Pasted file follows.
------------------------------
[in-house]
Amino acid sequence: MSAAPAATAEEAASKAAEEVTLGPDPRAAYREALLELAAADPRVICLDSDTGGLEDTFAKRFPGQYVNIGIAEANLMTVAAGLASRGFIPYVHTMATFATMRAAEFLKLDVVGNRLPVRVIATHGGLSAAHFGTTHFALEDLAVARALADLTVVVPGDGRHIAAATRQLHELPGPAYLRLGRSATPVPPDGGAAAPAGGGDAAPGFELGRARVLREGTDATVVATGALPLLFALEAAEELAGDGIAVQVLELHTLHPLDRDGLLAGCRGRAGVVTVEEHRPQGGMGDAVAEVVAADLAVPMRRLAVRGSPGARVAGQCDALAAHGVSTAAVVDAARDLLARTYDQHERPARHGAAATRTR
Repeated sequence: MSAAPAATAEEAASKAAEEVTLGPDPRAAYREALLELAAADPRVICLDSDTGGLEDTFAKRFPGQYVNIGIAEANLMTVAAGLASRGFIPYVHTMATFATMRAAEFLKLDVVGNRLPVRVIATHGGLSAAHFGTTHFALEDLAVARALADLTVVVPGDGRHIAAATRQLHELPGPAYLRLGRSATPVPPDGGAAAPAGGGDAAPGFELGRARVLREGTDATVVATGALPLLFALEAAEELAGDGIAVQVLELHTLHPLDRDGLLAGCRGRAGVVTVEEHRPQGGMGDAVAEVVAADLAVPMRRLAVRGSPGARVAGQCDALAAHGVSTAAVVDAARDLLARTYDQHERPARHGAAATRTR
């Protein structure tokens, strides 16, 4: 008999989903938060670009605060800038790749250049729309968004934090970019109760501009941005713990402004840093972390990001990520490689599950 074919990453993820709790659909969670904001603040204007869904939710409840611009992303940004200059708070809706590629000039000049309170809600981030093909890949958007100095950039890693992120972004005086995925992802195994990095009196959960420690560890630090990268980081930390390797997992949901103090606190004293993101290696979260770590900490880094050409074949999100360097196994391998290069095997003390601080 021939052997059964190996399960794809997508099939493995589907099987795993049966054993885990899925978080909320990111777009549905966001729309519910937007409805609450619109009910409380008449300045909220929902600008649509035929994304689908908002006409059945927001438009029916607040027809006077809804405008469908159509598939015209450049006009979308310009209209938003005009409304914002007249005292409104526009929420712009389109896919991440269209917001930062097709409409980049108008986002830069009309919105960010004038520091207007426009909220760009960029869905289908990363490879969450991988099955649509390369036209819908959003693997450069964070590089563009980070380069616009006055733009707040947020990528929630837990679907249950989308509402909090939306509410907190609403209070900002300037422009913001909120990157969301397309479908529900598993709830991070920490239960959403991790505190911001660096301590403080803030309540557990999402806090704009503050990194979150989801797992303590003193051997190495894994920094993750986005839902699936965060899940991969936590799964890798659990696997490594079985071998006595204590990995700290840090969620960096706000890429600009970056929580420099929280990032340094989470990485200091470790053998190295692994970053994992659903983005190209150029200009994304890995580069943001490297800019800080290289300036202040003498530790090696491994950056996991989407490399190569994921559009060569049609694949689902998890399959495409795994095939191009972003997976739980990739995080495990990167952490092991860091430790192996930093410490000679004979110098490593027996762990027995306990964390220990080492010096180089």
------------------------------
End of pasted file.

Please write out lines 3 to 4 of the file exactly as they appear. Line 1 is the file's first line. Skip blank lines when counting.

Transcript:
Repeated sequence: MSAAPAATAEEAASKAAEEVTLGPDPRAAYREALLELAAADPRVICLDSDTGGLEDTFAKRFPGQYVNIGIAEANLMTVAAGLASRGFIPYVHTMATFATMRAAEFLKLDVVGNRLPVRVIATHGGLSAAHFGTTHFALEDLAVARALADLTVVVPGDGRHIAAATRQLHELPGPAYLRLGRSATPVPPDGGAAAPAGGGDAAPGFELGRARVLREGTDATVVATGALPLLFALEAAEELAGDGIAVQVLELHTLHPLDRDGLLAGCRGRAGVVTVEEHRPQGGMGDAVAEVVAADLAVPMRRLAVRGSPGARVAGQCDALAAHGVSTAAVVDAARDLLARTYDQHERPARHGAAATRTR
């Protein structure tokens, strides 16, 4: 008999989903938060670009605060800038790749250049729309968004934090970019109760501009941005713990402004840093972390990001990520490689599950 074919990453993820709790659909969670904001603040204007869904939710409840611009992303940004200059708070809706590629000039000049309170809600981030093909890949958007100095950039890693992120972004005086995925992802195994990095009196959960420690560890630090990268980081930390390797997992949901103090606190004293993101290696979260770590900490880094050409074949999100360097196994391998290069095997003390601080 021939052997059964190996399960794809997508099939493995589907099987795993049966054993885990899925978080909320990111777009549905966001729309519910937007409805609450619109009910409380008449300045909220929902600008649509035929994304689908908002006409059945927001438009029916607040027809006077809804405008469908159509598939015209450049006009979308310009209209938003005009409304914002007249005292409104526009929420712009389109896919991440269209917001930062097709409409980049108008986002830069009309919105960010004038520091207007426009909220760009960029869905289908990363490879969450991988099955649509390369036209819908959003693997450069964070590089563009980070380069616009006055733009707040947020990528929630837990679907249950989308509402909090939306509410907190609403209070900002300037422009913001909120990157969301397309479908529900598993709830991070920490239960959403991790505190911001660096301590403080803030309540557990999402806090704009503050990194979150989801797992303590003193051997190495894994920094993750986005839902699936965060899940991969936590799964890798659990696997490594079985071998006595204590990995700290840090969620960096706000890429600009970056929580420099929280990032340094989470990485200091470790053998190295692994970053994992659903983005190209150029200009994304890995580069943001490297800019800080290289300036202040003498530790090696491994950056996991989407490399190569994921559009060569049609694949689902998890399959495409795994095939191009972003997976739980990739995080495990990167952490092991860091430790192996930093410490000679004979110098490593027996762990027995306990964390220990080492010096180089």